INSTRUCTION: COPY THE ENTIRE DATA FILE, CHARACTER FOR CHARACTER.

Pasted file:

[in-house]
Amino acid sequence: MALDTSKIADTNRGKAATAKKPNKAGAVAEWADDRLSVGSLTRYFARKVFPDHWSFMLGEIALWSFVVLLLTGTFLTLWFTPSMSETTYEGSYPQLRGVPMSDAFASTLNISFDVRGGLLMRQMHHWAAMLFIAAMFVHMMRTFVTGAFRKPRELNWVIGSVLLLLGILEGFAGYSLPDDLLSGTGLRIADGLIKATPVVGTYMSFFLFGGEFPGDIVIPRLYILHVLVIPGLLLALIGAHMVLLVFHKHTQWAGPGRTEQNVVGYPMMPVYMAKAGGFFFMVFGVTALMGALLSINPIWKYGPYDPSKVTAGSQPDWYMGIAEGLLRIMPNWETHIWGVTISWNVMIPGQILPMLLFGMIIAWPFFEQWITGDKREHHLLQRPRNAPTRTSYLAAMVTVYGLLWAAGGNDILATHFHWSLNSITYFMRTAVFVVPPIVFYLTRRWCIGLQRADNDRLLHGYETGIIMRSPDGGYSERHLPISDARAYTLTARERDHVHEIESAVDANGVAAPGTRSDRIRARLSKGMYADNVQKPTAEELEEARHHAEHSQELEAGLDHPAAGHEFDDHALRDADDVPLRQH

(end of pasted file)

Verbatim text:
[in-house]
Amino acid sequence: MALDTSKIADTNRGKAATAKKPNKAGAVAEWADDRLSVGSLTRYFARKVFPDHWSFMLGEIALWSFVVLLLTGTFLTLWFTPSMSETTYEGSYPQLRGVPMSDAFASTLNISFDVRGGLLMRQMHHWAAMLFIAAMFVHMMRTFVTGAFRKPRELNWVIGSVLLLLGILEGFAGYSLPDDLLSGTGLRIADGLIKATPVVGTYMSFFLFGGEFPGDIVIPRLYILHVLVIPGLLLALIGAHMVLLVFHKHTQWAGPGRTEQNVVGYPMMPVYMAKAGGFFFMVFGVTALMGALLSINPIWKYGPYDPSKVTAGSQPDWYMGIAEGLLRIMPNWETHIWGVTISWNVMIPGQILPMLLFGMIIAWPFFEQWITGDKREHHLLQRPRNAPTRTSYLAAMVTVYGLLWAAGGNDILATHFHWSLNSITYFMRTAVFVVPPIVFYLTRRWCIGLQRADNDRLLHGYETGIIMRSPDGGYSERHLPISDARAYTLTARERDHVHEIESAVDANGVAAPGTRSDRIRARLSKGMYADNVQKPTAEELEEARHHAEHSQELEAGLDHPAAGHEFDDHALRDADDVPLRQH